This is Part 2 of the annual retrospective on the news in Hood River County and the Mid-Columbia, from the pages of the Hood River News during 2002. Part 1 appeared in the Jan. 1 edition.
Theft crimes are the biggest challenge facing many Hood River neighborhoods.
But Community Resource Officer Aaron Jubitz believes that residents can lessen their chances of becoming a victim by adopting proactive tactics. He plans to discuss those strategies at a series of community meetings within the next two months.
“Just because Hood River is a rural area doesn’t mean that people don’t need to take certain precautions,” said Jubitz, who has spent the past year researching crime data.
He has compared that information among 10 zones that he mapped out in the city and identified the top law enforcement needs.
For a second time, Hood River Circuit Court Judge Donald Hull has declined to scrutinize a disputed land trade between the county and Mt. Hood Meadows, Ltd.
On July 10, Hull denied a request by the Hood River Valley Residents Committee and Mike McCarthy, one of its members, that he reverse a prior dismissal of their case.
“This is just one small battle and we’ll continue to aggressively pursue protection of the Crystal Springs Drinking Water Protection Area and forest lands in the forest zone,” said McCarthy. “We’re encouraged by the strong support we are getting from the citizens of Hood River County and across the state.”
However, Dave Riley, Meadows general manager, questioned the HRVRC’s tactics in light of the two dismissals.
“We are pleased but not surprised with the judge’s opinion; the judge’s affirmation that the plaintiffs lack standing in this matter indicates that the HRVRC should re-evaluate its strategy of continual litigation and appeals that go nowhere,” said Riley.
To the sound of five bells, the community of Odell dedicated a small space to a large service.
About 300 citizens, including dozens of firefighters, gathered at the fire hall Dec. 18 to dedicate the Fallen Firefighter Memorial, a flag plaza with a four-foot-high black stone listing the names of Odell firefighters who have died.
The event was one day from the anniversary of the death of John Hazlett, who lost his life on Aug. 19, 2001, while driving an Odell tanker truck in a mutual aid call near Cascade Locks. He is the only Odell firefighter to die in the line of duty.
Hood River will host two “red, white and blue” events today in remembrance of more than 3,000 people who died in the Sept. 11, 2001 terrorist attacks on the East Coast.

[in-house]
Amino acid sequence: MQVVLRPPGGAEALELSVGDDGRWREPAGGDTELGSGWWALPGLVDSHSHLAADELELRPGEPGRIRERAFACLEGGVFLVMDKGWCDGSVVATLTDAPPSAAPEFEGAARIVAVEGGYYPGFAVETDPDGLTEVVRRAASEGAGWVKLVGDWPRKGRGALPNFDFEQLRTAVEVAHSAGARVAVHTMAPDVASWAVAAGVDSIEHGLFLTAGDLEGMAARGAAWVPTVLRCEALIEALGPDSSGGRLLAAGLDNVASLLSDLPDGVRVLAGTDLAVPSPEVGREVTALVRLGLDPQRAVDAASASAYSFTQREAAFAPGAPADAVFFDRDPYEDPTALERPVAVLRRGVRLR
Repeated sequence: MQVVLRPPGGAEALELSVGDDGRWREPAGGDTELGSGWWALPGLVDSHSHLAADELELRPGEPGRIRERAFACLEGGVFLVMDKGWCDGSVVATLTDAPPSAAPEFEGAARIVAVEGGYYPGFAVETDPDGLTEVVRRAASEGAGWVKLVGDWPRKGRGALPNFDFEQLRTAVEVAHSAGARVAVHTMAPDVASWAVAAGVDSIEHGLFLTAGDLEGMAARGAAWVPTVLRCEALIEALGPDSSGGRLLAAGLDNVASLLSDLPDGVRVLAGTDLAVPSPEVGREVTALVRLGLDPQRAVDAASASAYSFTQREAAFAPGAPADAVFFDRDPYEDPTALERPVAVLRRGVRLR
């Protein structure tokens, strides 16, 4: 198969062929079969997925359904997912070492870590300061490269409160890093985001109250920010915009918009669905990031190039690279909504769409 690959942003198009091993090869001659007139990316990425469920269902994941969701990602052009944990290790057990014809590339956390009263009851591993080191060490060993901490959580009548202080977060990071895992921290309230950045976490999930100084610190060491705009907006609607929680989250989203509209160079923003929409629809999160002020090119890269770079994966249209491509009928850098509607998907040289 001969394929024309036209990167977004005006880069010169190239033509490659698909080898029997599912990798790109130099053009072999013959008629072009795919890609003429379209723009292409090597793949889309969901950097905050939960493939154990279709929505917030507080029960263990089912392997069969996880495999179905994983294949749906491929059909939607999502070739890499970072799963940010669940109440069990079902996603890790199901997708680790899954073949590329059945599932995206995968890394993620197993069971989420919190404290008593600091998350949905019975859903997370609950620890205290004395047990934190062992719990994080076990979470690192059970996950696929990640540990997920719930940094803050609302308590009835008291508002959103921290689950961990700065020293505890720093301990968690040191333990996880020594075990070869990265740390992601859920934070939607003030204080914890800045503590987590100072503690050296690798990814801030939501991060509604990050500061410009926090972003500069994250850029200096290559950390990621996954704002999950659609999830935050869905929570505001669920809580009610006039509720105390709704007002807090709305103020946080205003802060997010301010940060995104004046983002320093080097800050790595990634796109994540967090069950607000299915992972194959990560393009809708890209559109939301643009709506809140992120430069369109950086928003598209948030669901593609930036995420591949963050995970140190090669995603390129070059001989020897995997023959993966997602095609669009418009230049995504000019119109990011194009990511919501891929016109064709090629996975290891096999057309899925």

But both ceremonies — one in the morning and the other in the evening — are also intended to celebrate the strong American spirit that emerged from the unprecedented devastation.
Local citizens are asked to show their patriotism by wearing the national colors to the 9 a.m. Memorial Ceremony at Overlook Park and the blended performance of the Sweet Adelines and Friends and Neighbors choirs at 7 p.m. in Jackson Park.
“After one year, we are all still coping with the magnitude of these attacks. I am humbled to be asked to help the community pay our respects to those who lost their lives and honor the countless heroes who helped us to recover,” said Sen. Rick Metsger, who will be one of two keynote speakers at the morning commemoration.
A suspicious mail parcel led to a quarantine of the Hood River Post Office for more than three hours on the afternoon of Sept. 13.
Although HAZMAT specialists from Gresham found the package to contain only a dead trout, City Police Chief Tony Dirks said what appeared to have been intended as a private prank ended up costing the public thousands of dollars.
Hood River Postal Supervisor Mike Winder said with the shutdown of business from 2-5 p.m, the post office lost about $2,500 in retail sales alone. He said that since outgoing mail was delayed until Saturday, the effect on other area businesses was unknown.
The first hearing over Wal-Mart’s plans for a supercenter has been postponed until January of 2003.
On Sept. 23, officials from the national chain store were granted more time to address design concerns. The site plans for the proposed 185,000 square foot store were to have been given a first look tonight by the Hood River County Planning Commission.
Wal-Mart asked for a continuation of the hearing following the recommendation by county planners last week that the application be denied because it failed to meet six key areas of concern.
“We requested the delay to the hearing so that we could further address the county provisions and concerns,” said Amy Hill, Wal-Mart spokesperson.
Mike Benedict, county planning director, said the hearing will be rescheduled for early January, although no firm date has yet been chosen.
An interim leadership plan will go into effect at Hood River Valley High School, following principal Ben Kolb’s resignation, which he announced Sept. 23.
Kolb, starting his fourth year at HRVHS, took a job as assistant principal at the 1,440-student Redwood High School in Marin County, Calif.
A $49,000 payment to former athletic director Glenn Elliott has led to the resignation of Superintendent Jerry Sessions of Hood River County School District.
(Sessions resigned Sept. 25 and had planned to finish the school year but found another job, in California, and stepped down Jan. 1, 2003.)